September 28, 2021
Joseph Dikun is no stranger to the University of Mississippi and the School of Pharmacy. He has been a graduate student at the university for several years, and is currently a Ph.D. candidate in pharmacy administration.
This year, he also became one of the school’s newest faculty members. Dikun now serves as an instructional assistant professor of pharmacy administration, as his role helps educate a new generation of student pharmacists.
Get to know Dikun in the Q&A below:
Where are you from?
What is your educational & professional background?
I received my B.S. in Biology from Youngstown State University in Youngstown, Ohio, in 2007. I then went on to receive my Pharm.D. from the Northeast Ohio Medical University in Rootstown, Ohio, in 2011. Finally, I have completed an Interprofessional Certificate in Applied Statistics from the Graduate School here in 2017. I am currently a Ph.D. candidate in pharmacy administration here at the University of Mississippi. The majority of my professional experience to date has been in community pharmacy management and research consultation.
What brought you to the University of Mississippi?
As a student, it was the advice of trusted advisors and mentors that led me to consider the University of Mississippi. The doctoral training here allowed the flexibility, like-minded colleagues and the intellectual opportunities I was looking for to support my growth.
What do you do in your role as a faculty member?
I am currently an instructional assistant professor in the Department of Pharmacy Administration. My primary responsibility provides a variety of teaching opportunities throughout the professional curriculum. In addition, I serve as a Personal and Professional Development (PPD) Advisor and as a member of the Student Faculty Relations Committee. The bottom line is, I am here to assist in the success of our student pharmacists.
What drew you to the School of Pharmacy?
When an opportunity for a faculty role came up in the School of Pharmacy, it was hard not to resist applying. The School of Pharmacy community strives for a commitment to research and clinical expertise that allows for a motivating and exciting environment to contribute.
What are some of your career highlights?
I have had the pleasure of serving the profession on a local, state, national and international level, but it all comes back to the moments with student pharmacists. Sharing experiences with trainees in Beijing, China, for several years, problem-solving alongside prior students in difficult community practice environments, receiving the “Friend of the Student” Award during my time as a graduate teaching assistant and co-advising our APhA-ASP chapter to regional & national recognition have been some of my fondest moments.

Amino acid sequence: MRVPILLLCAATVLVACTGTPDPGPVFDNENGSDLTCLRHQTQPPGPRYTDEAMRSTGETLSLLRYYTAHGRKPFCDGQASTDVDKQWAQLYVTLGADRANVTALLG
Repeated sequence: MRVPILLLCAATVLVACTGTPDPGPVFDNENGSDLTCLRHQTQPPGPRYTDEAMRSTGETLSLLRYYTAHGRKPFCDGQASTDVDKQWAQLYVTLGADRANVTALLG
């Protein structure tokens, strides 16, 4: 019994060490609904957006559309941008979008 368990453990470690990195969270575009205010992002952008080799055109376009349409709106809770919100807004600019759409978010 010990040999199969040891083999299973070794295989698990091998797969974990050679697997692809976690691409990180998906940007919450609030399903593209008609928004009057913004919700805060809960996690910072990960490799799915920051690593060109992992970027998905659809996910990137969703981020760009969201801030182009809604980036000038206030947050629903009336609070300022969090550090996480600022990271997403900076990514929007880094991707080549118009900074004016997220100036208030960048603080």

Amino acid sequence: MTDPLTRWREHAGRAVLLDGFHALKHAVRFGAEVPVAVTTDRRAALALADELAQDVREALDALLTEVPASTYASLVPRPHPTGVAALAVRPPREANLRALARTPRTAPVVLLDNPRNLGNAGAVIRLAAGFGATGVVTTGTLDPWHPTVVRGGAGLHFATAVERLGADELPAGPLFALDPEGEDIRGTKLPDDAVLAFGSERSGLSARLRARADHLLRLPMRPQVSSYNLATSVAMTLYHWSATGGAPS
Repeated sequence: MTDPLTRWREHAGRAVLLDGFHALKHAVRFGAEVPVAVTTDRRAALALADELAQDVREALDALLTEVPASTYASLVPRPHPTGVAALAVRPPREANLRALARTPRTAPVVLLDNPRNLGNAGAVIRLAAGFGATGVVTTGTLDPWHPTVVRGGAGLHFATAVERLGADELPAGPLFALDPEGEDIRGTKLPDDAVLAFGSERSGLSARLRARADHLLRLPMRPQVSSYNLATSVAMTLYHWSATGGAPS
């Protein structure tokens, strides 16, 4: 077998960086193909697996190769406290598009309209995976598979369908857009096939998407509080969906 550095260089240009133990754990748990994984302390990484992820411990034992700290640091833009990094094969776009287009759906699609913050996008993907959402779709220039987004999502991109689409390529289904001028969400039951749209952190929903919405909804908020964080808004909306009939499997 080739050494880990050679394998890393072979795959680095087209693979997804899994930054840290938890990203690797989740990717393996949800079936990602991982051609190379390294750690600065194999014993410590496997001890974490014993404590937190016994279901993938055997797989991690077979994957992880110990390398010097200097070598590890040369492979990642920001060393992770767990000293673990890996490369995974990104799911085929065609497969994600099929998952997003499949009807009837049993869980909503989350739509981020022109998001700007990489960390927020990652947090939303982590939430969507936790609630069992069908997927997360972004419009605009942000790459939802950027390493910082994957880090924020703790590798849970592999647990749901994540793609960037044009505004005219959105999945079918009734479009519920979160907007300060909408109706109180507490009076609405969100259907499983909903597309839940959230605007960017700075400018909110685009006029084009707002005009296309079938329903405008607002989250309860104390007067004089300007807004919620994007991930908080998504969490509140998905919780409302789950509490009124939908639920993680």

How do you describe your work or research to people outside of the field?
My research interests include understanding student professional development, how better we prepare student pharmacists for leadership and supporting community pharmacy practice advancement.
What do you hope students gain from their classroom experiences?
Each and every interaction I have with student pharmacists is a real honor. Someone has traded their time, resources and instilled trust in me. I hope to support professional socialization directly, challenge beliefs and stimulate an unwavering expectation for serving the profession.
What do you enjoy doing outside of work?
Music is like oxygen for me, and a day is never complete without actually “listening” to music, strumming the guitar or writing melodies at the piano. I love live arts of any kind (especially concerts and theatre), film (especially documentaries), street photography, whittling, reading short stories and golfing/disc golfing.
Anything else we should know?
I’m still not sure what I want to do when I grow up! I’m sure student pharmacists can relate. I’m here to encourage them to keep their doors open and continue to do great things along the way as they decide where they best fit in our profession. My advice is to not avoid moments for growth, to not fear changing course as you learn more about yourself, and to, finally, seek out and even create how you wish to uniquely contribute to the profession. Excitingly, there is not one right way to do good for the patient.